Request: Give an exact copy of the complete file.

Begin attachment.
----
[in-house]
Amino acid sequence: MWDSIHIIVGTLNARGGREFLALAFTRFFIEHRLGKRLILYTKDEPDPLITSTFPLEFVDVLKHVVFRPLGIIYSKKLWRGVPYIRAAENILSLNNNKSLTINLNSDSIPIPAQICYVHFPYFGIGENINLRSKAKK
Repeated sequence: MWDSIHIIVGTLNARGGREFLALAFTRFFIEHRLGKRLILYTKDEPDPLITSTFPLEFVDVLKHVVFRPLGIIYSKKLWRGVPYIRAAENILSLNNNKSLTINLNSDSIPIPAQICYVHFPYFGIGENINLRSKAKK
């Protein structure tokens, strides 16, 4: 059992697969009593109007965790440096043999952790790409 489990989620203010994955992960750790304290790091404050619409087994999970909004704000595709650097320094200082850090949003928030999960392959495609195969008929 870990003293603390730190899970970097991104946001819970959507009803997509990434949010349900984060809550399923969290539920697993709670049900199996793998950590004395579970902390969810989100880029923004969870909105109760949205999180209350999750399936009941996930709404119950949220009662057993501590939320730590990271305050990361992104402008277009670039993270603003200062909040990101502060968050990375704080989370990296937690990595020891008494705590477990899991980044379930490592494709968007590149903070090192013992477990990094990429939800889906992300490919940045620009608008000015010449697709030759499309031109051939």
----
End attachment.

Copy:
[in-house]
Amino acid sequence: MWDSIHIIVGTLNARGGREFLALAFTRFFIEHRLGKRLILYTKDEPDPLITSTFPLEFVDVLKHVVFRPLGIIYSKKLWRGVPYIRAAENILSLNNNKSLTINLNSDSIPIPAQICYVHFPYFGIGENINLRSKAKK
Repeated sequence: MWDSIHIIVGTLNARGGREFLALAFTRFFIEHRLGKRLILYTKDEPDPLITSTFPLEFVDVLKHVVFRPLGIIYSKKLWRGVPYIRAAENILSLNNNKSLTINLNSDSIPIPAQICYVHFPYFGIGENINLRSKAKK
């Protein structure tokens, strides 16, 4: 059992697969009593109007965790440096043999952790790409 489990989620203010994955992960750790304290790091404050619409087994999970909004704000595709650097320094200082850090949003928030999960392959495609195969008929 870990003293603390730190899970970097991104946001819970959507009803997509990434949010349900984060809550399923969290539920697993709670049900199996793998950590004395579970902390969810989100880029923004969870909105109760949205999180209350999750399936009941996930709404119950949220009662057993501590939320730590990271305050990361992104402008277009670039993270603003200062909040990101502060968050990375704080989370990296937690990595020891008494705590477990899991980044379930490592494709968007590149903070090192013992477990990094990429939800889906992300490919940045620009608008000015010449697709030759499309031109051939």